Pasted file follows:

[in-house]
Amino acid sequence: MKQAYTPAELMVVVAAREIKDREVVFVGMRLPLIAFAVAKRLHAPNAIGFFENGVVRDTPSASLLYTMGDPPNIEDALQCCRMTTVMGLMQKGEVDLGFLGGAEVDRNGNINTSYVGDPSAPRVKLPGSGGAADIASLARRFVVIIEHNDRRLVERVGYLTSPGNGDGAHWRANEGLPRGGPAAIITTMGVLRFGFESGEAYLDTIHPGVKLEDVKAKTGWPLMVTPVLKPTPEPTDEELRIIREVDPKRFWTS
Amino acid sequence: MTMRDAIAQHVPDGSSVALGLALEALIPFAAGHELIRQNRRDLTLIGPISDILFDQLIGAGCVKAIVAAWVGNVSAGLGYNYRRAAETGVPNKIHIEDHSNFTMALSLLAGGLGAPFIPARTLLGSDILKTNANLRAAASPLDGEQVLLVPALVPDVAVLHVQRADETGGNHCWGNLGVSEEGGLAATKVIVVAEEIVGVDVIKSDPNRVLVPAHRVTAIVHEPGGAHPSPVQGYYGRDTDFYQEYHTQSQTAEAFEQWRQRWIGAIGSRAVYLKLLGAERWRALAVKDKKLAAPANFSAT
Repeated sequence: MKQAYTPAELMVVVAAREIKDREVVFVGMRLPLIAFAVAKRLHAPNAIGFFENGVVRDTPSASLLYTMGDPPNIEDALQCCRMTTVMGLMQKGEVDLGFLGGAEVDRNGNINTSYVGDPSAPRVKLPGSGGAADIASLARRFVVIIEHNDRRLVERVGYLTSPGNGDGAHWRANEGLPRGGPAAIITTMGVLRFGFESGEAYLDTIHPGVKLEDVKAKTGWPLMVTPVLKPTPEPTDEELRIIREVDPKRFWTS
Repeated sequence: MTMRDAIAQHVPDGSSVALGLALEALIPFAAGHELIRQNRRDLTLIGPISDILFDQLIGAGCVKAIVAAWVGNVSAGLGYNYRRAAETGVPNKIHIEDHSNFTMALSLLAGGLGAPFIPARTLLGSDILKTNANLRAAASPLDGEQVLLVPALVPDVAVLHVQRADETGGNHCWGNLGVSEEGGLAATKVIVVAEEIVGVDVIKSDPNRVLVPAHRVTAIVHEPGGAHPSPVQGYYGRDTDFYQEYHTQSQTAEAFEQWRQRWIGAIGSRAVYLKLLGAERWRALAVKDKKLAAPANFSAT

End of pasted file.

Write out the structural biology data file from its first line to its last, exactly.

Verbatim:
[in-house]
Amino acid sequence: MKQAYTPAELMVVVAAREIKDREVVFVGMRLPLIAFAVAKRLHAPNAIGFFENGVVRDTPSASLLYTMGDPPNIEDALQCCRMTTVMGLMQKGEVDLGFLGGAEVDRNGNINTSYVGDPSAPRVKLPGSGGAADIASLARRFVVIIEHNDRRLVERVGYLTSPGNGDGAHWRANEGLPRGGPAAIITTMGVLRFGFESGEAYLDTIHPGVKLEDVKAKTGWPLMVTPVLKPTPEPTDEELRIIREVDPKRFWTS
Amino acid sequence: MTMRDAIAQHVPDGSSVALGLALEALIPFAAGHELIRQNRRDLTLIGPISDILFDQLIGAGCVKAIVAAWVGNVSAGLGYNYRRAAETGVPNKIHIEDHSNFTMALSLLAGGLGAPFIPARTLLGSDILKTNANLRAAASPLDGEQVLLVPALVPDVAVLHVQRADETGGNHCWGNLGVSEEGGLAATKVIVVAEEIVGVDVIKSDPNRVLVPAHRVTAIVHEPGGAHPSPVQGYYGRDTDFYQEYHTQSQTAEAFEQWRQRWIGAIGSRAVYLKLLGAERWRALAVKDKKLAAPANFSAT
Repeated sequence: MKQAYTPAELMVVVAAREIKDREVVFVGMRLPLIAFAVAKRLHAPNAIGFFENGVVRDTPSASLLYTMGDPPNIEDALQCCRMTTVMGLMQKGEVDLGFLGGAEVDRNGNINTSYVGDPSAPRVKLPGSGGAADIASLARRFVVIIEHNDRRLVERVGYLTSPGNGDGAHWRANEGLPRGGPAAIITTMGVLRFGFESGEAYLDTIHPGVKLEDVKAKTGWPLMVTPVLKPTPEPTDEELRIIREVDPKRFWTS
Repeated sequence: MTMRDAIAQHVPDGSSVALGLALEALIPFAAGHELIRQNRRDLTLIGPISDILFDQLIGAGCVKAIVAAWVGNVSAGLGYNYRRAAETGVPNKIHIEDHSNFTMALSLLAGGLGAPFIPARTLLGSDILKTNANLRAAASPLDGEQVLLVPALVPDVAVLHVQRADETGGNHCWGNLGVSEEGGLAATKVIVVAEEIVGVDVIKSDPNRVLVPAHRVTAIVHEPGGAHPSPVQGYYGRDTDFYQEYHTQSQTAEAFEQWRQRWIGAIGSRAVYLKLLGAERWRALAVKDKKLAAPANFSAT